From other sources, I know he came to Wellington County by 1854 as he is listed as one of the first owners of land in Minto Township at Concession 1, lots 41 and 42.  The biography states "There were no roads at this time and the McKnight found their way through Wallace and up to their location the 'blazed' path.  Here Mr. McKnight made a small clearing and built a log house, eventually clearing the whole farm and living upon it until his death."  The article also states that he was a Conservative and the family were members of the Church of England.

The most valuable part of the biography lists his children and more importantly who they married.  Unfortunately the daughters are listed by their married names, i.e.:  Mrs. Robert Newton.  This takes some sorting out to discover which daughter it means.  Luckily the  men fare better, they are listed by name and the full name of their wives.

By using the biography as well as information from other sources here are the family marriages:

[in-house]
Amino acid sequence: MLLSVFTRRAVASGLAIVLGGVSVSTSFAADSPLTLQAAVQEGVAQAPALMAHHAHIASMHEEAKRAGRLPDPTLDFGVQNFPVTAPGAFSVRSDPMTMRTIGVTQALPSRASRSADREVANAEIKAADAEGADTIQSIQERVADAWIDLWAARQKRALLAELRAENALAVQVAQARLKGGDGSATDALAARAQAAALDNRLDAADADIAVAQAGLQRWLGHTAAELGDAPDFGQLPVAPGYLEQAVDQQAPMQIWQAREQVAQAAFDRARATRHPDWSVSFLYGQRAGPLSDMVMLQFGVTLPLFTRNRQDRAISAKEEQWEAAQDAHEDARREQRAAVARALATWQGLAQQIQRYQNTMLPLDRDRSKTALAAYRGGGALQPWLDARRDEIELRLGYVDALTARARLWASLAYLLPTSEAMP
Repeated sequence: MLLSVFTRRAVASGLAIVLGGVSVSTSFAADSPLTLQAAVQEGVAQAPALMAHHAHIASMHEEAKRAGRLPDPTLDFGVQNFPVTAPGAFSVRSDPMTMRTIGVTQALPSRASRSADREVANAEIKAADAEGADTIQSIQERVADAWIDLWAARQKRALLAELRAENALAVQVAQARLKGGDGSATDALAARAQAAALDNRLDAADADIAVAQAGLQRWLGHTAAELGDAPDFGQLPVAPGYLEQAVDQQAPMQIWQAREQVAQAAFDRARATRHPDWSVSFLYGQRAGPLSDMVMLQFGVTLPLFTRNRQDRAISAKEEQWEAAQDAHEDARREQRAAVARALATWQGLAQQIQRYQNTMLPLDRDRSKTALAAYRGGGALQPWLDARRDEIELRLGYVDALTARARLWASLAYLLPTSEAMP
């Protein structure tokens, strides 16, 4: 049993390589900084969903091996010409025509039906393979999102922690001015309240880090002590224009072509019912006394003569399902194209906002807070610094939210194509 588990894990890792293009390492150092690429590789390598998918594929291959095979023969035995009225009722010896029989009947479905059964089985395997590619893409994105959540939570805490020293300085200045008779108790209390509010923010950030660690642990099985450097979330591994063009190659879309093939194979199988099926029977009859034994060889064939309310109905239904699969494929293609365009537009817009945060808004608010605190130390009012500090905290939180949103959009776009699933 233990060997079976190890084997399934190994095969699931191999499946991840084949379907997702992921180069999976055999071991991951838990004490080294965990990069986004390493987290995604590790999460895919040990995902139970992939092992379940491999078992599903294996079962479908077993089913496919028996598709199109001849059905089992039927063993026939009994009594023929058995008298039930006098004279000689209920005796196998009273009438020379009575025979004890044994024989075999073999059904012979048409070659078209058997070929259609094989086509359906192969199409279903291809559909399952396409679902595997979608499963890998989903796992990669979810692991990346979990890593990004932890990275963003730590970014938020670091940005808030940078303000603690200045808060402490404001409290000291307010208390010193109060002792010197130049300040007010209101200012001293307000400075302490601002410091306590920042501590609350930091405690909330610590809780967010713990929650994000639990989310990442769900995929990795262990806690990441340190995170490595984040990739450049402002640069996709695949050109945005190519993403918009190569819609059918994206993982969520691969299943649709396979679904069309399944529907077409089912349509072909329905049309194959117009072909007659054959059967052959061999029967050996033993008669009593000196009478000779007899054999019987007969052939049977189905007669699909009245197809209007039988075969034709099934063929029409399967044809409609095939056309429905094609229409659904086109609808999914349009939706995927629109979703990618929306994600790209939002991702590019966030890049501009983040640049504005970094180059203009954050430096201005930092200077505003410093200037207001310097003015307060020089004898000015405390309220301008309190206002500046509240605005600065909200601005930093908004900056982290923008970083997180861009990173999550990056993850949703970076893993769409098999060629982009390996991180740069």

• Isabella   (1839 - 1913)  m. Robert Newton
  • Ann J.      (1841 - 1894) m.  Leonard Denney/Denny
  • Margaret (1843 - 1920)  m.  Moses Aldrich
  • Sarah      (1847 - 1929) m.  Robert Magwood, George Adams, E. G.  Harris
  • John        (1849 - 1911) m.  Elizabeth Phillips
  • James     (1850 - 1931) m.   Sarah Rutherford
  • George   (1857 - 1931)  m.  Mary Jane Lovell
  • Mary       (1861 - 1938) m.  Charles Heuckerote 
  • Elizabeth (1862 - 1867)        --
  • Samuel   (1865 - 1957) m.  Elizabeth Rothwell

  • Most of the family seemed to stay in the Wellington County area and George McKnight's farm stayed in the family for years after his death.  I believe there are still quite a few McKnight family descendants in the area to this day.

    Friday, 31 May 2013